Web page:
Mr Smiles' view was closer to that of APT. He said clearly that there was no question of having both the light rail and the road tunnel because the latter would destroy the viability of the light rail scheme, An alderman mentioned a residential land release planned for the Ingleside area. Mr Smiles said that this could not proceed for many years. Among other objections, there was not enough water supply to the area (APT are pleased that our planners are thinking of at least some infrastructure BEFORE authorising a release!).

The question of a 40 kph speed limit throughout the local government areas of North Sydney and Mosman was raised. The official N.S.W. policy at present is that low speed limits cannot be enforced without speed-limiting devices on the road and hence 40 kph limits are not applied before humps etc. are built. APT's opinion is that a proper integrated transport plan would show need for a heavy rail link, possibly from Brookvale to St Leonards. This link would define a corridor of denser development, with the developers being required to contribute to construction of the link. The viability of the link would need to be supported by traffic calming on roads near it.


Some of your reporters have recently visited Melbourne, where of course they sampled the extensive public transport system. Two excellent features, taken for granted by Melbourners, but denied to public transport users in Sydney, are a Day Rover ticket and a single phone number information line.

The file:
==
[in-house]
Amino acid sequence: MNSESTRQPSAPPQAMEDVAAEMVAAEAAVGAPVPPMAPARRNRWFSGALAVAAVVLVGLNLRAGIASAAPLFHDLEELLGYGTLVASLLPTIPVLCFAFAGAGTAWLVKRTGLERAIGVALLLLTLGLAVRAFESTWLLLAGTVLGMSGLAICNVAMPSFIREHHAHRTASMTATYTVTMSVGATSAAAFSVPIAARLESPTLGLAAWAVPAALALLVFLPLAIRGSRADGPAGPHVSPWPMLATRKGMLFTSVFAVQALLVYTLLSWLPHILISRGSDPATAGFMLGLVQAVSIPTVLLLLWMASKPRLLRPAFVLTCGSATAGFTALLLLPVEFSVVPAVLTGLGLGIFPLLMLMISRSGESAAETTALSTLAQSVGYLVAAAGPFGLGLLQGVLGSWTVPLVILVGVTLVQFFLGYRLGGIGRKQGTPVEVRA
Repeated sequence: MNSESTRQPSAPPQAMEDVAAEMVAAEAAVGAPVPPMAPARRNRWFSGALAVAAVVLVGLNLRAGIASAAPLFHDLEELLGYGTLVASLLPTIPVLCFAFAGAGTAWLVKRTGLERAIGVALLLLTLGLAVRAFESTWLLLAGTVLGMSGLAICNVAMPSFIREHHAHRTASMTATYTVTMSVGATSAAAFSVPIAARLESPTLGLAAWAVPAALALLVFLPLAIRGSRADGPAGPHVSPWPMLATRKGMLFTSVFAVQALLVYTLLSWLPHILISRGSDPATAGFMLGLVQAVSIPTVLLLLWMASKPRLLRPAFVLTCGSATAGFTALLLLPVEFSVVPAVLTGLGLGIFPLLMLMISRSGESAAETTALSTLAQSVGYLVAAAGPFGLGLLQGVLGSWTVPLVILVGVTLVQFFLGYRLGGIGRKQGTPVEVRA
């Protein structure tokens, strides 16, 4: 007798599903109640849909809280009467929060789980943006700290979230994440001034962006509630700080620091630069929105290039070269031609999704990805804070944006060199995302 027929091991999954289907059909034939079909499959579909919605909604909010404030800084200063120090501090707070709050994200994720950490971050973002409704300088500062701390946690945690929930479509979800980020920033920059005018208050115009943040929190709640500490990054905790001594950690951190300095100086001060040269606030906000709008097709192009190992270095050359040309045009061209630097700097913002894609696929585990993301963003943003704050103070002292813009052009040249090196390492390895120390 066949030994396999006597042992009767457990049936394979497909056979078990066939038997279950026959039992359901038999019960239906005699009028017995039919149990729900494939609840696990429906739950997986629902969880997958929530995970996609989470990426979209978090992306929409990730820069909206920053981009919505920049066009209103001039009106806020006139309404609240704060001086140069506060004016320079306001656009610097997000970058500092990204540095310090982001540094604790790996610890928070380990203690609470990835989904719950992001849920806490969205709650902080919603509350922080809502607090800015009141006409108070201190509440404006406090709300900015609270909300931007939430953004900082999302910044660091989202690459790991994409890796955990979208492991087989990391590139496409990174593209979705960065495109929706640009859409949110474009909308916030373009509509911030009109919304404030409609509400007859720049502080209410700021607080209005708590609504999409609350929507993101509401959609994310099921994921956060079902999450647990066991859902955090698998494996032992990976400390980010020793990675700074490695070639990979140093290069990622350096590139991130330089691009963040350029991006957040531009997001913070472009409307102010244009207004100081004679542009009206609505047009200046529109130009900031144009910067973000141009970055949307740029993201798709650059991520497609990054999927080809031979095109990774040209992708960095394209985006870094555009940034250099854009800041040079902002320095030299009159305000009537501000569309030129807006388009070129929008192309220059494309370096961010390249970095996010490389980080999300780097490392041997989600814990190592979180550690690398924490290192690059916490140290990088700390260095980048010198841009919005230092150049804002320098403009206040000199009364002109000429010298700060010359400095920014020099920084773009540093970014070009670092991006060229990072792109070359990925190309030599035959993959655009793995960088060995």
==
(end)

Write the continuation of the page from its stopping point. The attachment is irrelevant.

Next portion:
The Met in Melbourne offers Daily Tickets allowing travel in various zones all day on all forms of transport - trams, trains, government buses and private buses. They can be bought from retail outlets, they can be used before 9 a.m., and they are cheap. Zone 1 (approximately 10 km radius from the CBD) is only $3.80 for all day, Zones 1 and 2 (20 km radius) is $6.30 and Zones 1, 2, and 3 is $8.20. Other zone combinations are also available. The Day Rover ticket that we had in Sydney some years ago never came close to this in terms of price, range or flexibility, and even that is now lost. At this time of the year, the transport authorities in Sydney will be preparing their submissions for fare rises and any ticket changes for the new year commencing 1st July 1993. APT urge that consideration be given to restoring our Day Rover tickets to a level at least approaching that of Melbourne's.